Mr. Daisey Goes to Shenzhen
And Comes Back as Saint Mike the Evangelist
courtesy of Kevin Berne
Mike Daisey, the master storyteller, has turned journalist. And he is a master storyteller—Daisey has reached a new peak in his game as a man behind a desk with a glass of water and tales to tell. Smart, crass, and funny, Daisey has a comic precision and conversational eloquence that should be universally envied. There's no performer alive whom I'd rather listen to for an hour and a half. If Daisey ran for president, he would surely win both the I-trust-his-brain and the I-wanna-have-a-beer-with-him constituencies.
Most of Daisey's monologues, dating back to his 2001 breakout hit 21 Dog Years (about working at Amazon.com), are a loose marriage of historical research and whatever's knocking around inside his brain. Mike Daisey is at his best when he's talking about what it's like to be Mike Daisey. But with The Agony and the Ecstasy of Steve Jobs, Daisey has positioned himself in a new role, as an Ida B. Wells–style revealer of hidden, horrible truths.
The Agony and the Ecstasy runs parallel narrative tracks between the rise and fall and rise of Steve Jobs of Apple Computer—whom Daisey describes as both "techno-libertarian hippie" and "visionary asshole"—and Apple's labor abuses in Shenzhen, China, which makes more than 50 percent of the electronics in the United States. It is the place, as Daisey puts it, "where most of your shit comes from."
Daisey, a lifelong tech geek who has a violent love/hate relationship with both Apple and Jobs, took the first steps on his China sojourn after happening upon some photos on the internet one day—four photos, left over on a factory-fresh iPhone, that should've been deleted in the factory but weren't. In the photos, Daisey sees a conveyor belt, a worker flashing peace signs at the lens, a blurry shot of nothingness. He is fascinated. This is, apparently, the first time he's considered that there are people in faraway lands who make the electronics he obsesses over, and he books a flight to the city in China where the photos were taken.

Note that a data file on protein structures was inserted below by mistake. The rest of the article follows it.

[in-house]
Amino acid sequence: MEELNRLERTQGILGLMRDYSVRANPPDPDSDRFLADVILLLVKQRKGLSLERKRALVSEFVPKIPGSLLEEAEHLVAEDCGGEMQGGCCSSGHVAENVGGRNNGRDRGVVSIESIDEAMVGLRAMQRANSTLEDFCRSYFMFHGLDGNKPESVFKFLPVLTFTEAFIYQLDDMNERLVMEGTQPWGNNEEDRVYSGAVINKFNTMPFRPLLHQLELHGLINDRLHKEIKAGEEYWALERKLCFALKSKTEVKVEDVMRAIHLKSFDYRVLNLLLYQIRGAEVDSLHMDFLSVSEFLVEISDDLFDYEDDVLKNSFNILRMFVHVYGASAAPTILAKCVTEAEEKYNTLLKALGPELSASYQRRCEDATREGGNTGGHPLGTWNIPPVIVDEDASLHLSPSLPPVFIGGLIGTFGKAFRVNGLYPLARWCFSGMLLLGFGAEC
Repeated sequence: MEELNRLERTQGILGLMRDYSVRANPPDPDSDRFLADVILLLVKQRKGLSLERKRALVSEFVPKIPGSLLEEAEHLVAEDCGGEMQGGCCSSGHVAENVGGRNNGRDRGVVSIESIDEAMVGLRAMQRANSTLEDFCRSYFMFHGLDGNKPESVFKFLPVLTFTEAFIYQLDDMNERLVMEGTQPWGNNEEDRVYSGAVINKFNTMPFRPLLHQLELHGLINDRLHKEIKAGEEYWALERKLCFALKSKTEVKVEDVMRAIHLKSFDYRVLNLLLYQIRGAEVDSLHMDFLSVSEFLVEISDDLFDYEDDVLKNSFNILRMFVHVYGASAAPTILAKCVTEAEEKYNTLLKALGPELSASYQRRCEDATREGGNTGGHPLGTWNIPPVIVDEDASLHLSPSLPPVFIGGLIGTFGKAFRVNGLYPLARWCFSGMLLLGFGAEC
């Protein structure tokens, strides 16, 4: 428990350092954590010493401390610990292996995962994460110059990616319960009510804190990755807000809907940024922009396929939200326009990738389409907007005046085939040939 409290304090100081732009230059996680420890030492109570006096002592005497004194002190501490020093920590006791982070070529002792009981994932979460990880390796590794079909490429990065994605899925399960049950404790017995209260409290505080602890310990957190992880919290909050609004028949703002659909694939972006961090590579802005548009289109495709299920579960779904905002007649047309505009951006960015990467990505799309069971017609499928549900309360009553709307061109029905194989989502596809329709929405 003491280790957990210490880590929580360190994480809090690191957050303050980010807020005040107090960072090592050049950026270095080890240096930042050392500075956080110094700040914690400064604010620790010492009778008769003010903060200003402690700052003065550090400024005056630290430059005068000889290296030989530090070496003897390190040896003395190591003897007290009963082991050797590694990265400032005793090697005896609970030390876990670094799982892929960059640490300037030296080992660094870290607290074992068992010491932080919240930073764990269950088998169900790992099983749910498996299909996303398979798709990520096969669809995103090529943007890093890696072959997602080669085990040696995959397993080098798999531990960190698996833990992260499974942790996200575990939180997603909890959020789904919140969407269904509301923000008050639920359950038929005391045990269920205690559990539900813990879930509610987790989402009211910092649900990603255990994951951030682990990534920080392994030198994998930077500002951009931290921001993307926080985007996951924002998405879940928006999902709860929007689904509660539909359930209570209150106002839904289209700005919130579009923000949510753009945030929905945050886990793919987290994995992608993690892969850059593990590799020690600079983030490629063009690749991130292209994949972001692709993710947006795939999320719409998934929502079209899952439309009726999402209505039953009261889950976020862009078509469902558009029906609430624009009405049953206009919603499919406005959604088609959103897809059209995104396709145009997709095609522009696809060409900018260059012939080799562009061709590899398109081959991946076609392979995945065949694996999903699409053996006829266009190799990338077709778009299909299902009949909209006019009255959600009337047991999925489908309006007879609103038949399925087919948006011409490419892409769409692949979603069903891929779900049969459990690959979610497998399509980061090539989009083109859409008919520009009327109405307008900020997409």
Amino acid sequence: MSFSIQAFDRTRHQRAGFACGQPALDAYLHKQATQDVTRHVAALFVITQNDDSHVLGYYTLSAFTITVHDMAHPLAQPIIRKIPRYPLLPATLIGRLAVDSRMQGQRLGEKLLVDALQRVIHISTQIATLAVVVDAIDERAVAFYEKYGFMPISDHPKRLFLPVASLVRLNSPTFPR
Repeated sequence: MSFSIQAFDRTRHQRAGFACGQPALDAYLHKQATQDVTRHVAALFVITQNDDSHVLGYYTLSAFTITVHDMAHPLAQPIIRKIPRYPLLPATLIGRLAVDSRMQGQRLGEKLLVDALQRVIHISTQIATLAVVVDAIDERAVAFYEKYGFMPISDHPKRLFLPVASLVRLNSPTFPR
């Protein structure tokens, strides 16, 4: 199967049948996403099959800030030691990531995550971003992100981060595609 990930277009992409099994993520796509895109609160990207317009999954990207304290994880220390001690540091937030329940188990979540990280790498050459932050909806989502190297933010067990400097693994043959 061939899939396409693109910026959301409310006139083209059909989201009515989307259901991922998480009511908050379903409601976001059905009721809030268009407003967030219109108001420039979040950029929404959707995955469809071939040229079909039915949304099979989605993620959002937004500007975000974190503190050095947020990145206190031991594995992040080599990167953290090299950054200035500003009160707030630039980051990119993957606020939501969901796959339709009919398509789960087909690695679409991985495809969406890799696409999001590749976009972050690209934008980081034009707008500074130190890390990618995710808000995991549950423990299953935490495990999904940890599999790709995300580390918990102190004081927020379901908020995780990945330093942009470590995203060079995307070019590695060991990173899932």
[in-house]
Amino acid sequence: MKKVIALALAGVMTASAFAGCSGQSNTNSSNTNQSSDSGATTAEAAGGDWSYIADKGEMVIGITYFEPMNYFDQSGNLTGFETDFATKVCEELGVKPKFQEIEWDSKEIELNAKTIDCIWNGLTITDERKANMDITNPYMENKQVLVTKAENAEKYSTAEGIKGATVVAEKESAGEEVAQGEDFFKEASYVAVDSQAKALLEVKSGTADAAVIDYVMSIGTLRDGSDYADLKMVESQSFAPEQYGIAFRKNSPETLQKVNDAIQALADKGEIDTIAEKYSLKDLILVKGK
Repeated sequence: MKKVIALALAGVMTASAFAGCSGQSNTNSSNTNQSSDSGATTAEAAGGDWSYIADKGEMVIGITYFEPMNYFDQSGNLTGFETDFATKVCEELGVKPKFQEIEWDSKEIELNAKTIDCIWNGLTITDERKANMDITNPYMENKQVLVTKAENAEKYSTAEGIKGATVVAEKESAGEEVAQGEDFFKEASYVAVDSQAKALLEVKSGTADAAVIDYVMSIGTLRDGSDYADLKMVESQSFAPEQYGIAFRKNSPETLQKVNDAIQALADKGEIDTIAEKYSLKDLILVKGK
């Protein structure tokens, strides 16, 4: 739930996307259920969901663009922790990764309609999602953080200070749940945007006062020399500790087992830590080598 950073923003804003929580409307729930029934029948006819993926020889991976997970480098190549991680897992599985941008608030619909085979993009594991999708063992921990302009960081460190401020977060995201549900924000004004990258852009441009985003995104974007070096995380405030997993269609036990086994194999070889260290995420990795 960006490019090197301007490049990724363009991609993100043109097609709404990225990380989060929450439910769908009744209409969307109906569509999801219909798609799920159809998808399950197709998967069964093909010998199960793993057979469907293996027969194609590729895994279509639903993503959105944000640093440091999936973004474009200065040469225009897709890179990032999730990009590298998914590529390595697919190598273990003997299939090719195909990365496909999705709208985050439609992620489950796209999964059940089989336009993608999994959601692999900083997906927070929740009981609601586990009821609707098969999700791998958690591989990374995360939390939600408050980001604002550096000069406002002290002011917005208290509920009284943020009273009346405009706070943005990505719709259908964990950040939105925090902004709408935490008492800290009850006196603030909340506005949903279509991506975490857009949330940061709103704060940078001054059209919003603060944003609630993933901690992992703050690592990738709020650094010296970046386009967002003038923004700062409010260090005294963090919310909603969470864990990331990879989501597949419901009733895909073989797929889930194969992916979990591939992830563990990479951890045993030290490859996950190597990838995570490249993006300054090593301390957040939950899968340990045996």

He is horrified by what he finds in Shenzhen—specifically the Foxconn factory, which produces the iPod, iPhone, and iPad. (Foxconn is the biggest exporter in China.) There's child labor, suicides, days-long shifts, no health care, repetitive and hideous work conditions, brutal crackdowns on unions. He interviews workers who have been maimed and union organizers who run the risk of jail time for just talking to him. All Americans are complicit in this situation, Daisey rails at us in a 20-minute sermon at the end of The Agony and the Ecstasy. The next time we open our MacBooks, he tells us—really—we will see the blood of Chinese children welling up from our keyboards.
And Daisey alone knows this truth; Daisey alone has emerged from the heart of darkness of Asian industrialization to bring us the horror. In Shenzhen, he says several times, "there's no journalism." The "BBC fixer" who was supposed to help him out? Useless. The New York Times? It merely reprints press releases from Shenzhen boardrooms. Thank god Mike Daisey has crawled from the maw of capitalism to tell us the truth.
Except that he's not telling us the truth. After getting home from the show, opening up my MacBook, and wiping the blood off the keyboard, I did a little Googling. In under a minute, I learned some things: The New York Times that Daisey derides as being nothing more than a mouthpiece for Shenzhen corporate interests? It's been writing about labor abuses in the city—child labor, days-long shifts, etc.—for at least five years. The BBC has written several stories about Shenzhen, including the suicides that Daisey talks about. Looks like there's journalism about Shenzhen after all.
That wouldn't be damning—every good storyteller builds on the foundation of forebears—except that Daisey is extremely disingenuous about the story, his relationship to it, and what his forebears have said about it. And if he's disingenuous with the most basic, verifiable facts, why should we trust him with the complicated, unverifiable facts—like those of his trip to Shenzhen, for instance?
When a storyteller moves from memoir to reporting, he incurs a new set of responsibilities: the responsibilities of verifiable fact. And as a reporter as well as a theater critic, I'll admit that facts are a bitch. They're messy, they screw up your well-calibrated plotlines, and they'll leave you in a ditch without a second thought. But facts matter. And if you start faking some of them, you put everything you say in peril. The real casualties of Daisey's fibbing aren't him or the audience—screw him and screw us. The real casualties of his fibbing are the Chinese people (probably real, but who knows?) on the production lines whom Daisey says he interviewed. The man whose hand was ruined, the child worker, the people whose backbones were fused together by standing for hours at a time: They deserve an advocate who will be scrupulously honest.
Daisey is an awesome storyteller—as I said earlier, there's nobody I'd rather spend an hour listening to. (Excepting his blood-welling-up-from-the-keyboard homily, which is easily the most ridiculous, sanctimonious thing I've heard from his otherwise brilliant mind.)
But if Daisey wants to play truth-teller, he'd better learn how to tell the truth.